These post mortem findings, erroneous and unsubstantiated by “direct evidence” and contrary to direct observation, were unfortunately taken at face value by the likes of the Environment Agency- who did nothing based on the “findings” of another unconnected agency making pronouncements.

When swan watch tried to get regulators to take this issue seriously and investigate the obvious source of the birds’ deaths -i.e white phosphorus poisoning, they were still unwilling to explore the issue with the seriousness that it deserved. Below are the comments of Steve Morley, “It therefore seems unlikely that the lagoon contributed to the deaths….. the reality is that the lagoon was not intended for wildlife.”

He then goes on to blame anglers for the death of one of the swans, in the hope that we would go off cursing obscenities about the activity to distract attention away from his chemical company mates most likely to distract attention away from the failed quango regulator that is “creating a better place”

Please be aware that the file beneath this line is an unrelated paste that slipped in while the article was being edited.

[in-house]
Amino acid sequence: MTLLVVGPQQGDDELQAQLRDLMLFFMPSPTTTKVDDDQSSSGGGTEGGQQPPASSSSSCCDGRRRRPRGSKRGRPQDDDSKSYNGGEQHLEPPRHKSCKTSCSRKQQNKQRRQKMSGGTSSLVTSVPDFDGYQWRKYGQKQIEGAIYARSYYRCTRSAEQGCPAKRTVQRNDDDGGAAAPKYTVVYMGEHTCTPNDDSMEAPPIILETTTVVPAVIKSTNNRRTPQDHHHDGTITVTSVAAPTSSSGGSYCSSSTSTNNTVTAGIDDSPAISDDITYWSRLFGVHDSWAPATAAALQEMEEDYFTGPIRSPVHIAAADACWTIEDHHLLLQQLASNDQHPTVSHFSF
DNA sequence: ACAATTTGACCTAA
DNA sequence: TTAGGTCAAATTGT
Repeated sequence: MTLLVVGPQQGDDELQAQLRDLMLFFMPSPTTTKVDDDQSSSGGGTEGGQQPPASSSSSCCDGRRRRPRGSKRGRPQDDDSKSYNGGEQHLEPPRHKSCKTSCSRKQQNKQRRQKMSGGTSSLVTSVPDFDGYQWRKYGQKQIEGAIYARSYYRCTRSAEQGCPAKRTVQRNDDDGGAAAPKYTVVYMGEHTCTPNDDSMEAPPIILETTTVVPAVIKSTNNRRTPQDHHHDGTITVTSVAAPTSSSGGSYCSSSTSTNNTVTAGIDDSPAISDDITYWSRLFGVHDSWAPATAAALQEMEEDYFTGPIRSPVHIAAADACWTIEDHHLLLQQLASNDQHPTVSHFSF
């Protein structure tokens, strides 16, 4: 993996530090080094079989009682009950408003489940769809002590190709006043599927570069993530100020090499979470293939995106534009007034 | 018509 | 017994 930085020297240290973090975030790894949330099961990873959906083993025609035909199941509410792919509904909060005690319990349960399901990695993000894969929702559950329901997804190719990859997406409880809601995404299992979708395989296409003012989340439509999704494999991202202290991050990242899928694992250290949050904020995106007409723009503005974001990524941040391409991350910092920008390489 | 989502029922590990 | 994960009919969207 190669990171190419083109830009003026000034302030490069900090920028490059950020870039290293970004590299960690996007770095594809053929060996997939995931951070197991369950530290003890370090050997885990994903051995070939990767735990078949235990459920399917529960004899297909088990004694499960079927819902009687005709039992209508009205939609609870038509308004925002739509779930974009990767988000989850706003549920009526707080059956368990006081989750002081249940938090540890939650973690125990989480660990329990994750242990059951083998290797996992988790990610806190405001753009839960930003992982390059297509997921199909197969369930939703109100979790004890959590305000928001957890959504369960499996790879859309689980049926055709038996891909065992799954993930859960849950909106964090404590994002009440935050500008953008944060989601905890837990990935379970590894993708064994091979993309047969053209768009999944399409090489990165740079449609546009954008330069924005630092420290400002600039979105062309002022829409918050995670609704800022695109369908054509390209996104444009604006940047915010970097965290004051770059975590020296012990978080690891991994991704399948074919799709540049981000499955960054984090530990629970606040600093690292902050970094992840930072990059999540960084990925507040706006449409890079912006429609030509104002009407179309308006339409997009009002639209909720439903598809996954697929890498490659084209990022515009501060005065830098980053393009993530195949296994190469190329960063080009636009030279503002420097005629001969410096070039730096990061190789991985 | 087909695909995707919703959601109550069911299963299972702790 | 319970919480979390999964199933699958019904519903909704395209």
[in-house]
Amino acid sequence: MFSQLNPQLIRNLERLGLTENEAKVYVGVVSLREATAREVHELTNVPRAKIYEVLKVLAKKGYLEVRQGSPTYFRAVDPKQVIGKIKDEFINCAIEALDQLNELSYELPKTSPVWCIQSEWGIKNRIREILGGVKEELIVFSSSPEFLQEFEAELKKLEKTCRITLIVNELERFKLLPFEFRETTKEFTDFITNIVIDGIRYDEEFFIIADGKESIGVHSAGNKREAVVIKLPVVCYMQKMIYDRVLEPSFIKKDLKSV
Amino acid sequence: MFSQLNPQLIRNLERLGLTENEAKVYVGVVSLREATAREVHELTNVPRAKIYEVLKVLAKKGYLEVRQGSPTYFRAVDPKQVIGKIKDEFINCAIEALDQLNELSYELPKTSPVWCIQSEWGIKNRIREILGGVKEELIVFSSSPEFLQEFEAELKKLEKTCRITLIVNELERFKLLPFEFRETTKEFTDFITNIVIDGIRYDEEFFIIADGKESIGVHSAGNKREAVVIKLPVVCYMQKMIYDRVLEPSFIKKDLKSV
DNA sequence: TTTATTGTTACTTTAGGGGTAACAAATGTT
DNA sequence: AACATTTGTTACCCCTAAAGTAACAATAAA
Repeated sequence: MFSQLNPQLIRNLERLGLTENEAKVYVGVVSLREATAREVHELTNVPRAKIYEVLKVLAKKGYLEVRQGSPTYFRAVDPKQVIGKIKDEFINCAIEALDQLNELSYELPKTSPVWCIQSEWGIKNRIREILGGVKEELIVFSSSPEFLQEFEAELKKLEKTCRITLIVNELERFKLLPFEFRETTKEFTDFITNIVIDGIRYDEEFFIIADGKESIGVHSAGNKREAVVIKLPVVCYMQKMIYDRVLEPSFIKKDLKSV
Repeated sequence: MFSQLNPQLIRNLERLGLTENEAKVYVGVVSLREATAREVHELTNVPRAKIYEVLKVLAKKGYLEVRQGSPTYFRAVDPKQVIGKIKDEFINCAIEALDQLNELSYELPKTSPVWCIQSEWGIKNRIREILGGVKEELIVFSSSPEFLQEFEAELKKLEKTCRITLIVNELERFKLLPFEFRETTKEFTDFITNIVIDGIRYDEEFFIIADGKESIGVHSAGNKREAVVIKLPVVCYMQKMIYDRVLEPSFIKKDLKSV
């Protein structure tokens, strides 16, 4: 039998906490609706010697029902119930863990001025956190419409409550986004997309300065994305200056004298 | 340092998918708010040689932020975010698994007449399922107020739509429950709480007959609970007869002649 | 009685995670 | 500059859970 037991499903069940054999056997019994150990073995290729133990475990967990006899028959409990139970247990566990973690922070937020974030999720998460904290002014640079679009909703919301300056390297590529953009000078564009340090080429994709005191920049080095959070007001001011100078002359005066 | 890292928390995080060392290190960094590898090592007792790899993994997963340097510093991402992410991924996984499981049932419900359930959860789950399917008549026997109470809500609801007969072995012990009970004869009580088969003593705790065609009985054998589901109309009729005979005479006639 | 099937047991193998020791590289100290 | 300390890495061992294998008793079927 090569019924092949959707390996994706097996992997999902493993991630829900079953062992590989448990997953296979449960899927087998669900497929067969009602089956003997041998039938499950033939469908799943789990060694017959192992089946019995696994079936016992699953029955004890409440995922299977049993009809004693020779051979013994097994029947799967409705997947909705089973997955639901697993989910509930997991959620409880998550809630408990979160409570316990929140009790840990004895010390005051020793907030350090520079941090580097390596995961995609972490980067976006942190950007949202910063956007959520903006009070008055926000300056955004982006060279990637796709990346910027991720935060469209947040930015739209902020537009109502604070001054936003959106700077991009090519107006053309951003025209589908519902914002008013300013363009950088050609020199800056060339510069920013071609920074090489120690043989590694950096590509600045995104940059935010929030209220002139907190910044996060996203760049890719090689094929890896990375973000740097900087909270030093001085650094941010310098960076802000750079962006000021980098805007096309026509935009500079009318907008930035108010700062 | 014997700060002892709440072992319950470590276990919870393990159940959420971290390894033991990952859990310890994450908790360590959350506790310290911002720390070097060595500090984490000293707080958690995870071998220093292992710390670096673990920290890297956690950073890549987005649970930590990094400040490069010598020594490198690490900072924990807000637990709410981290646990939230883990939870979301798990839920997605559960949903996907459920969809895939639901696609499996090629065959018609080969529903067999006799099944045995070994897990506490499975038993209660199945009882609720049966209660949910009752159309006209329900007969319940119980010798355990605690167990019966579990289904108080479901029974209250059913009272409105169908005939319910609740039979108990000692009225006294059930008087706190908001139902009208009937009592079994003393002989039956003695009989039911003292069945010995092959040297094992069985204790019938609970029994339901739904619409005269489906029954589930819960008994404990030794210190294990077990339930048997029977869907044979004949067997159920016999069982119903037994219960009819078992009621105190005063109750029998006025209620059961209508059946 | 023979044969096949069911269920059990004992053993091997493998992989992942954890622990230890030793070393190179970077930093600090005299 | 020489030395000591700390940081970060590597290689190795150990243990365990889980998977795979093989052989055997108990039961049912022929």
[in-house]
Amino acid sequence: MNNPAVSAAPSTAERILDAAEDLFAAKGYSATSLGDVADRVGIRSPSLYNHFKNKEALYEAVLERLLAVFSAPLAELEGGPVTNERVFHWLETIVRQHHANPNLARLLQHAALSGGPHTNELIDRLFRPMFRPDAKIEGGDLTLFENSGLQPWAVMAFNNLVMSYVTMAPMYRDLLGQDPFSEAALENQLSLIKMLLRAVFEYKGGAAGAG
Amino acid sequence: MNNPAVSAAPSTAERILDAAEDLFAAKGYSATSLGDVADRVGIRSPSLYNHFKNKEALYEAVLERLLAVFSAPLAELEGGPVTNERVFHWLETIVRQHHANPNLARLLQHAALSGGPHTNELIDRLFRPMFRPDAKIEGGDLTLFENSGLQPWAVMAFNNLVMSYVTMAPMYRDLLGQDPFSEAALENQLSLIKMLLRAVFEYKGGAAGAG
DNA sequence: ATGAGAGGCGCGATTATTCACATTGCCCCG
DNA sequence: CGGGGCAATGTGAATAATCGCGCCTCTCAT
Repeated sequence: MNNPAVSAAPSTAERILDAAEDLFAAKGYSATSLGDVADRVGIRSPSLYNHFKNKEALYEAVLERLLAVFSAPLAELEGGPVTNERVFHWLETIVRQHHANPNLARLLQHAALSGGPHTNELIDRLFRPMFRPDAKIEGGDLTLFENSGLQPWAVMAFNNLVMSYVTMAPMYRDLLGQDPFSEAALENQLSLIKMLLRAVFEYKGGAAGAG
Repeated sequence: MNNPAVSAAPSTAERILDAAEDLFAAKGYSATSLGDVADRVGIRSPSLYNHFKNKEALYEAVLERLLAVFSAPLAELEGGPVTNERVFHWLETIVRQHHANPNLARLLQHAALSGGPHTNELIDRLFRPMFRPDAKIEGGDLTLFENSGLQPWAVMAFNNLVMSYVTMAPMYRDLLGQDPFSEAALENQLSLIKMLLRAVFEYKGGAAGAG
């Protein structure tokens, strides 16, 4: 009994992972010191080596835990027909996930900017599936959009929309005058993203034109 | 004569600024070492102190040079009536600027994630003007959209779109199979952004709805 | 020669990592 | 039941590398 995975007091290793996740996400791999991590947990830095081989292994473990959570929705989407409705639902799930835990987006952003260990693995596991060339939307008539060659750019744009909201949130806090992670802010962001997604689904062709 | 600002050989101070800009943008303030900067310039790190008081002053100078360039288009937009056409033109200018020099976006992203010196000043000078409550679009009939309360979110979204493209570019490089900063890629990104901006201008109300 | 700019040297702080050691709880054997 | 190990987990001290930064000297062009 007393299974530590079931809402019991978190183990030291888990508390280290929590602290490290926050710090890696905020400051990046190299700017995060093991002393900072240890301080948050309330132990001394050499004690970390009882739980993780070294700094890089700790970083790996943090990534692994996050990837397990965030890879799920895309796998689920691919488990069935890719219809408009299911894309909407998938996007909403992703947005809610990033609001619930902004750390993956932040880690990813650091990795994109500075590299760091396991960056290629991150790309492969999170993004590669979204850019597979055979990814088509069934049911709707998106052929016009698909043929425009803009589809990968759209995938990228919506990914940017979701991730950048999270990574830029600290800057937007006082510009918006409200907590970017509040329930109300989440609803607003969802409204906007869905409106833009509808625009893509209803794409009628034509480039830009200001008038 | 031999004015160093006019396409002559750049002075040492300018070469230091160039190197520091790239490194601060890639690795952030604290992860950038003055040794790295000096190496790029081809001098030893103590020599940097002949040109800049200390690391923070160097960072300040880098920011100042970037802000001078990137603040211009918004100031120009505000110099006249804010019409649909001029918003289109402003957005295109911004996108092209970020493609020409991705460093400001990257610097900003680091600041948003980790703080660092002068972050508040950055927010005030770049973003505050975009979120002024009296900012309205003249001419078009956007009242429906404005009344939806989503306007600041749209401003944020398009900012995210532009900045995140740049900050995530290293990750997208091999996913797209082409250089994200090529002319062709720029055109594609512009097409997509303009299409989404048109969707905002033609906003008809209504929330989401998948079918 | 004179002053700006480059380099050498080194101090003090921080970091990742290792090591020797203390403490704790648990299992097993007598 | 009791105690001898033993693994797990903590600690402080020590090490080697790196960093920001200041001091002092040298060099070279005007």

What a Pathetic statement

Environment agency manager blames birds that die on a toxic “hazardous waste” lagoon on angling.

Reports of these deaths and subsequent “post mortems” were also reported in the local press at the time- before we knew of the definative link between the toxic sediment and the birds’ deaths. The following article appeared in the 30/5/06 edition of The Express and Star concerning the two juvenile swans refered to above. “Pollution probe call on death of swans.”